I ran into Larry today. It is eight thirty by now, so he's been working for good three or four hours. That's probably the reason why he was enjoying the NY Times with a cup of coffee. I inevitably asked about the news, and he gave one of his most fantastic replies:

L: "Did you know they're going to have Bio-Diesel now?"
E: "No, I didn't."
L: "What are they going to have now? Vegetarian Pumps?"

I started, and couldn't stop, laughing.

L: "Vegan Pumps, perhaps?"
E: "No. They'll have ethical pumps."

And so it goes when there's no limit. Once ethics is all over the place, it just becomes hilarious.

Thursday, April 05, 2007

Boring Fellini

Why is Fellini so boring? For the past few days Cata and I (and sometimes Juanito) have been trying to digest Fellini. We started with “Lo Sceico Bianco”, and then moved on to “E la Nave va”. I have to say that the latter was much more enjoyable than the former. But still boring. Furthermore, I have to say I really loved the second one. The whole idea of paying honors to a former friend, a great friend that past away, and to do so by having a whole opera set up in a transatlantic journey, can really touch some inner chords. But still, it is still boring. Why is Fellini so boring? Here are some ideas:

There are two main sources of boredom. Boredom comes from situations which we either (a) already understand (or believe to understand) so well, from top to bottom, that no questions come afore; or (b) something so utterly distant, obscure, and difficult that it is difficult to even imagine what is the use of it and, of course, no questions come afore either. They both tend to be inoffensive, but sometimes (b) gets too close to arrogance.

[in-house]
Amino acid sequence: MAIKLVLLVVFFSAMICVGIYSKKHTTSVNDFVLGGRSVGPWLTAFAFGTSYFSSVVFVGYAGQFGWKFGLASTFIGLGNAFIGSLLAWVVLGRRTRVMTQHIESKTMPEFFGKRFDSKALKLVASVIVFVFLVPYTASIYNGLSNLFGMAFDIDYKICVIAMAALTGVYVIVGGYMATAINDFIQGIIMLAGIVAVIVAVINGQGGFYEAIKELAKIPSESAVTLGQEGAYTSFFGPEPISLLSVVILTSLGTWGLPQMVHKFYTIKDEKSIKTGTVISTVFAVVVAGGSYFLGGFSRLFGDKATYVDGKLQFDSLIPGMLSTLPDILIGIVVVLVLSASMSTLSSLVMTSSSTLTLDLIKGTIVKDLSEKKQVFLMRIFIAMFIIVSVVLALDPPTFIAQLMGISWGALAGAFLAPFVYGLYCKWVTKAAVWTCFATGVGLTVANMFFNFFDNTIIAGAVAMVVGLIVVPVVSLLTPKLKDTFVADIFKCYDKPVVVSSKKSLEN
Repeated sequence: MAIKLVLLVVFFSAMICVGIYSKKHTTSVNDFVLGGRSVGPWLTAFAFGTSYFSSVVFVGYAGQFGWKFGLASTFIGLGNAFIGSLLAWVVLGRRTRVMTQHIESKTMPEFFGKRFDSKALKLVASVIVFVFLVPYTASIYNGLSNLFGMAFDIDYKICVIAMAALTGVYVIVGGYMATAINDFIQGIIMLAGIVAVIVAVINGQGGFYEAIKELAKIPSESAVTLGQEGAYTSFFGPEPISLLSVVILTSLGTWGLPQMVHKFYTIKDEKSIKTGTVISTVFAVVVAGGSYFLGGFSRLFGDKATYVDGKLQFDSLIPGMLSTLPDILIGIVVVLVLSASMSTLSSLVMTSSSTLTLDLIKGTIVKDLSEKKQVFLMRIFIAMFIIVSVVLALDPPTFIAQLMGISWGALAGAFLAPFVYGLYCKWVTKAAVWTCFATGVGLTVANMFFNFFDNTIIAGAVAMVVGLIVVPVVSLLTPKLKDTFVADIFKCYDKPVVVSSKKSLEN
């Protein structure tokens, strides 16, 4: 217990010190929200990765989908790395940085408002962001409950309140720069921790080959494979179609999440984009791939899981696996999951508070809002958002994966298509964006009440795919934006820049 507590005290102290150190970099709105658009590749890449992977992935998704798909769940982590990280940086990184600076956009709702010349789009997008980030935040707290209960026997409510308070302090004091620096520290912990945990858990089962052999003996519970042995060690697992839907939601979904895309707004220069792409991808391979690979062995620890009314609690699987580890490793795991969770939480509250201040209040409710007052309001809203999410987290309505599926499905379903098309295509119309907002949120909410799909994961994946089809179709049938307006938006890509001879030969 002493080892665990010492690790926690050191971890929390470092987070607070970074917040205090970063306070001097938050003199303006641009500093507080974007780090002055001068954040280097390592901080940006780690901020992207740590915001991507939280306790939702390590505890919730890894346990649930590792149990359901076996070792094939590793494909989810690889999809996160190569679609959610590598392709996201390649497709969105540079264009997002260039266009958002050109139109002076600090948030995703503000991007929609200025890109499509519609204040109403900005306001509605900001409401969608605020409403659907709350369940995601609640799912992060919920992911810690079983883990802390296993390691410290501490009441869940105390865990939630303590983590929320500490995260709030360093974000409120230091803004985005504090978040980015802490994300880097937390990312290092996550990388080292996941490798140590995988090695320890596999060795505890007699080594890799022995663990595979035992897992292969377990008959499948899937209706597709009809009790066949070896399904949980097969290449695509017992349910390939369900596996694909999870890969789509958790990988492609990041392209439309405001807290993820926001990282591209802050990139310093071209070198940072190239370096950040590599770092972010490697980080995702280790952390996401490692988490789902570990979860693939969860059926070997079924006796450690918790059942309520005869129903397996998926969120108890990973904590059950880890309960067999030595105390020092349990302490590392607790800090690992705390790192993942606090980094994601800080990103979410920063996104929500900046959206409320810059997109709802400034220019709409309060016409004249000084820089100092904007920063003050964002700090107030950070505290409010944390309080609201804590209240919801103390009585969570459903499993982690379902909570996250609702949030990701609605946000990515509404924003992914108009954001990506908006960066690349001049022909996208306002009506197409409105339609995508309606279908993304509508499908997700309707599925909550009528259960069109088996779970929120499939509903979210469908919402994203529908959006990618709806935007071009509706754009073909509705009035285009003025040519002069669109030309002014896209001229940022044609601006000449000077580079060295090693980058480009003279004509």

I think Fellini’s problem is the second one. It seems to me that he is so immersed in complicating things, in trying to show how difficult everything is, how senseless, how incomprehensible, that he actually manages to reach the top of boredom. Ok! I agree, experience is a difficult thing and we are made in such a way as to simplify things. Otherwise we die, either out of stress, boredom, or radical inability to do anything (which results from both). But this is something that not even Fellini can change, and his intent to show how cumbersome things are is just another futile way to give a story – and, therefore, a simplification – of what human experience is. Even to say that this makes no sense is a simple way to put things. So why not accept this fact? Why be so arrogant and insist in spitting out a relentlessly cumbersome story that may last forever?

There is still much of value here. I’m just complaining about the boring side of it. It is always nice to see that, in spite of Fellini’s obscurity, la nave va!

Monday, April 02, 2007

Throwing what down the toilet?

Possible-worlds are highly appreciated. Possible-logical-spaces, however, are not. I have been wondering about this for a couple days now. I see why people may think it is useless. But uselessness is not a proof of impossibility; and, thus, of non-existence at all.

If possible worlds are nothing over and above the objects and that inhabit them, and the distribution or pattern they observe, then logical space seems to be nothing over and above the possible worlds, and the distribution they observe, that define it. But then, if a different distribution of inhabitants is enough to determine a different possible world, why can a different distribution of possible worlds not define a different logical space? There seem to be many different logical spaces. There are infinitely many, in fact.